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Argument: Citizens United illogically increases money in elections

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Revision as of 22:22, 3 February 2010 (edit)
Brooks Lindsay (Talk | contribs)

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Current revision (14:03, 30 June 2010) (edit)
Lenkahabetinova (Talk | contribs)
(Parent debate)
 
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==Parent debate== ==Parent debate==
-*[[Debate: Unlimited corporate spending in elections]]+*[[Debate: Corporate free speech]]
-*[[Debate: Citizens United v. Federal Election Commission]] +*[[Debate: Citizens United v. Federal Election Commission]]
- +
==Supporting quotations== ==Supporting quotations==
Justice Stevens, with whom Justice Ginsburg, Justice Breyer, and Justice Sotomayor dissented from the majority ruling on Citizens United, arguing: "At bottom, the Court's opinion is thus a rejection of the common sense of the American people, who have recognized a need to prevent corporations from undermining self government since the founding, and who have fought against the distinctive corrupting potential of corporate electioneering since the days of Theodore Roosevelt. It is a strange time to repudiate that common sense. While American democracy is imperfect, few outside the majority of this Court would have thought its flaws included a dearth of corporate money in politics."[http://en.wikipedia.org/wiki/Citizens_United_v._Federal_Election_Commission] Justice Stevens, with whom Justice Ginsburg, Justice Breyer, and Justice Sotomayor dissented from the majority ruling on Citizens United, arguing: "At bottom, the Court's opinion is thus a rejection of the common sense of the American people, who have recognized a need to prevent corporations from undermining self government since the founding, and who have fought against the distinctive corrupting potential of corporate electioneering since the days of Theodore Roosevelt. It is a strange time to repudiate that common sense. While American democracy is imperfect, few outside the majority of this Court would have thought its flaws included a dearth of corporate money in politics."[http://en.wikipedia.org/wiki/Citizens_United_v._Federal_Election_Commission]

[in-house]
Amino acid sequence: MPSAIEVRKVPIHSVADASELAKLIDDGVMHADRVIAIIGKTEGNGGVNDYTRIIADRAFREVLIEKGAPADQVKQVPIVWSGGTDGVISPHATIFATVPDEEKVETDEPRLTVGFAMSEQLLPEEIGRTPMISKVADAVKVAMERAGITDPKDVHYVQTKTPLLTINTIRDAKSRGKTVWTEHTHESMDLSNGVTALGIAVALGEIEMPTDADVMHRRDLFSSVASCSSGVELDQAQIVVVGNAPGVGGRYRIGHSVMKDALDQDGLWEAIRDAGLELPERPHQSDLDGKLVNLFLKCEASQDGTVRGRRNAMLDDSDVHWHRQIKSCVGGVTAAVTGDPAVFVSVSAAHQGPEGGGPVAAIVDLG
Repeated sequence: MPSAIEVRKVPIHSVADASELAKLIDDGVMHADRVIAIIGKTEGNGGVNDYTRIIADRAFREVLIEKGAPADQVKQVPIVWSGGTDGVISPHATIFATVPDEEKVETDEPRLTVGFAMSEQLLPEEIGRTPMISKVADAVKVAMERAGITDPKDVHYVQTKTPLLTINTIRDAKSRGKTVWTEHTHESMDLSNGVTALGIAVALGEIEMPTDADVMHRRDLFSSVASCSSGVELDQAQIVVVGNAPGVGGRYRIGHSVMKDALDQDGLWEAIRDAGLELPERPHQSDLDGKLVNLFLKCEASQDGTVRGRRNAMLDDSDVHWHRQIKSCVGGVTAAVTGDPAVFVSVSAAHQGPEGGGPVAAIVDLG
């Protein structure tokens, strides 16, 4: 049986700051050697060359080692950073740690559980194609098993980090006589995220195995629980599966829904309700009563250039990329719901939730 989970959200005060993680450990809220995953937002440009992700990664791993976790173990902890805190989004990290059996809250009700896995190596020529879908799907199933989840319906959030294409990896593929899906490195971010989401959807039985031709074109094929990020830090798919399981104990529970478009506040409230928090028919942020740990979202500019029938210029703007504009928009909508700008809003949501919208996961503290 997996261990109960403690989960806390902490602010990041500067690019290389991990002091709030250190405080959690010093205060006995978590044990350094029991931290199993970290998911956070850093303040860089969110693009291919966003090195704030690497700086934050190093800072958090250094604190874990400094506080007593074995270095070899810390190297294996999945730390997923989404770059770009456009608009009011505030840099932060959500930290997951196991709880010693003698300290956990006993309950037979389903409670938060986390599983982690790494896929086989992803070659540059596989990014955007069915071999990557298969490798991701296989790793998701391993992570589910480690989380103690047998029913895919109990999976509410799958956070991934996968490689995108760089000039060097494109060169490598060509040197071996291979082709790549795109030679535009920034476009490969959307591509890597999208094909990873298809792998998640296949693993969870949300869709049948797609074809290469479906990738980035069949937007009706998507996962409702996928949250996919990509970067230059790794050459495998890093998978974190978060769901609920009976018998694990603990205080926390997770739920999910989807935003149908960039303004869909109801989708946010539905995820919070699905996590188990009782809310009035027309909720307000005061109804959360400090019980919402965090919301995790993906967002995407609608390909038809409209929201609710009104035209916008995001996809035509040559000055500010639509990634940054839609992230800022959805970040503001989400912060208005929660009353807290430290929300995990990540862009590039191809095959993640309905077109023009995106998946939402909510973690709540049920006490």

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Supporting quotations

Justice Stevens, with whom Justice Ginsburg, Justice Breyer, and Justice Sotomayor dissented from the majority ruling on Citizens United, arguing: "At bottom, the Court's opinion is thus a rejection of the common sense of the American people, who have recognized a need to prevent corporations from undermining self government since the founding, and who have fought against the distinctive corrupting potential of corporate electioneering since the days of Theodore Roosevelt. It is a strange time to repudiate that common sense. While American democracy is imperfect, few outside the majority of this Court would have thought its flaws included a dearth of corporate money in politics."[1]

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